With the designation of the CoreTrustSeal data repositories requirements as the instrument that is being used for certification and re-certification of members of the WDS, several research data centers and other repositories around the globe are using these requirements to improve and certify their capabilities for managing and curating data (Core Certified Repositories, 2020). Even though the same CoreTrustSeal instrument is being used within many data repositories, the diversity of repositories and the differences among them often necessitates the application of individual approaches to attain compliance with the requirements for trustworthiness. For example, in serving its Designated Community, a repository may offer unique features to address particular disciplinary needs or even local context. As technology changes and community expectations increase, further innovation among data repositories also can be expected. By exploring and comparing the commonalities and differences among data repositories in terms of their efforts to attain capabilities for trustworthiness, recommended practices can be shared with more data repositories to meet the challenges of serving users of research data. Sharing of such practices offers opportunities for integration of technologies and for increasing efficiencies attained by the repositories that continually strive to improve their capabilities for enabling the use of data in a trustworthy manner. Data repositories that steadfastly improve their capabilities for using data will contribute to the evolving community of data repositories and to the new value that is gained from the use of the data that these repositories are sharing. The evolution of practices within the digital data stewardship community also will necessitate evolution of the instruments for assessing data repositories.
The CoreTrustSeal serves as an example of such evolution as it has since been revised in accordance with plans for reviewing the requirements every three years (CoreTrustSeal Standards and Certification Board, 2019). CoreTrustSeal also has begun exploring opportunities to further meet the needs of the data repository community by expanding the types of certification that would be offered. Since emanating from the merging of the DSA and the WDS requirements for certification, CoreTrustSeal has been certifying many domain repositories that each serve a specified designated community and meet the certification requirements. However, recognizing that generalist repositories and related service providers also need to be certified in recognition of their capabilities, CoreTrustSeal has been conducting discussions with the broader community of domain repositories, generalist repositories, and data service providers to identify the requirements and the associated certifications that could be offered to meet the needs of the broader community (CoreTrustSeal, 2020). Like the CoreTrustSeal, other instrument developers also may need to consider the potential of broadening the scope of their instruments to reflect the evolving infrastructure for digital data and related research resources.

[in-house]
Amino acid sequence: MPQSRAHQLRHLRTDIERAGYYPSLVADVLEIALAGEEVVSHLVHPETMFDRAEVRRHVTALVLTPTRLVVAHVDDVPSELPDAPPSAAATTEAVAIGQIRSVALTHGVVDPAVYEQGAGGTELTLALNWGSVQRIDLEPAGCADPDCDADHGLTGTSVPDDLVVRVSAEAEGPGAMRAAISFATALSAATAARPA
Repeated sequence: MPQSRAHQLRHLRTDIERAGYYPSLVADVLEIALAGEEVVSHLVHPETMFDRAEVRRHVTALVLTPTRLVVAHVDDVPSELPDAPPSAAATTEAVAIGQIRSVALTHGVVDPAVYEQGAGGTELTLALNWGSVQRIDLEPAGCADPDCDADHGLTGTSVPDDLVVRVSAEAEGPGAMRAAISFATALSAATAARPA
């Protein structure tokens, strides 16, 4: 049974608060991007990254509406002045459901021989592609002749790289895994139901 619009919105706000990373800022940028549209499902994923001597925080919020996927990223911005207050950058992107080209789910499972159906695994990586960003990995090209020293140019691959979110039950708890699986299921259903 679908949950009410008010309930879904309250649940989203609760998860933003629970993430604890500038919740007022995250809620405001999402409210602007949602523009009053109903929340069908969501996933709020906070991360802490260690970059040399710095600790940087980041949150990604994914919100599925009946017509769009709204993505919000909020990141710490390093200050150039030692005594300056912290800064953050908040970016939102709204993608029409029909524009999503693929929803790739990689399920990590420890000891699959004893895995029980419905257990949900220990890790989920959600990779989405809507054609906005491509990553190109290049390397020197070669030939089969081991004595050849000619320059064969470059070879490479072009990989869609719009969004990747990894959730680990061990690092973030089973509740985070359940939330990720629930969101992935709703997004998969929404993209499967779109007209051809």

Generalist repositories, such as institutional repositories and large digital repositories that serve broad audiences, including non-scientists, recognize the importance of being entrusted with the responsibility of providing stewardship for the digital objects that they are being asked to manage. Likewise data service providers, such as those that offer storage, processing, access or other services to fulfill digital curation needs during the data lifecycle, also recognize the importance of being a part of the chain of trust that can be relied upon when providing services to support digital stewardship. Obtaining formal certification could offer evidence of attaining trustworthiness while assisting the entity that is seeking certification to improve its practices to be worthy of such trust. Likewise, pursuing periodic recertification would provide such entities with opportunities to continually earn and renew that trust while improving to meet the evolving requirements that are necessary for any standard to progress with changes in expectations and technology. Navigating the differences in requirements for attaining certification as trustworthy will be challenging as domain repositories, generalist repositories, and related service providers refine their roles within the digital data stewardship industry.
For research processes to continue effectively within the digital realm, it is necessary to establish, maintain, and verify sustainable infrastructure for managing and enabling access to data so that such capabilities can support current and future investigations. Current and future certification requirements will need to be developed by the communities that contribute to and are served by data repositories throughout the data lifecycle. In addition to reflecting the short and long-term objectives of data stewards, repository certification requirements also could reflect the evolving needs and workflows of data producers and users, as well as the perspectives of repository developers and service providers, tool developers, research institutions, sponsors, and publishers, for example. Improved channels of communication among such stakeholders, across repositories, disciplines, and international borders can help to identify common needs for improving the certification of data repositories, along with ways to address such needs by working together to improve the value of data. Similar to peer-review of research objects and institutions, community-review of data repositories offers opportunities to contribute to the capabilities needed to support scientific progress and the reuse of open data into the future.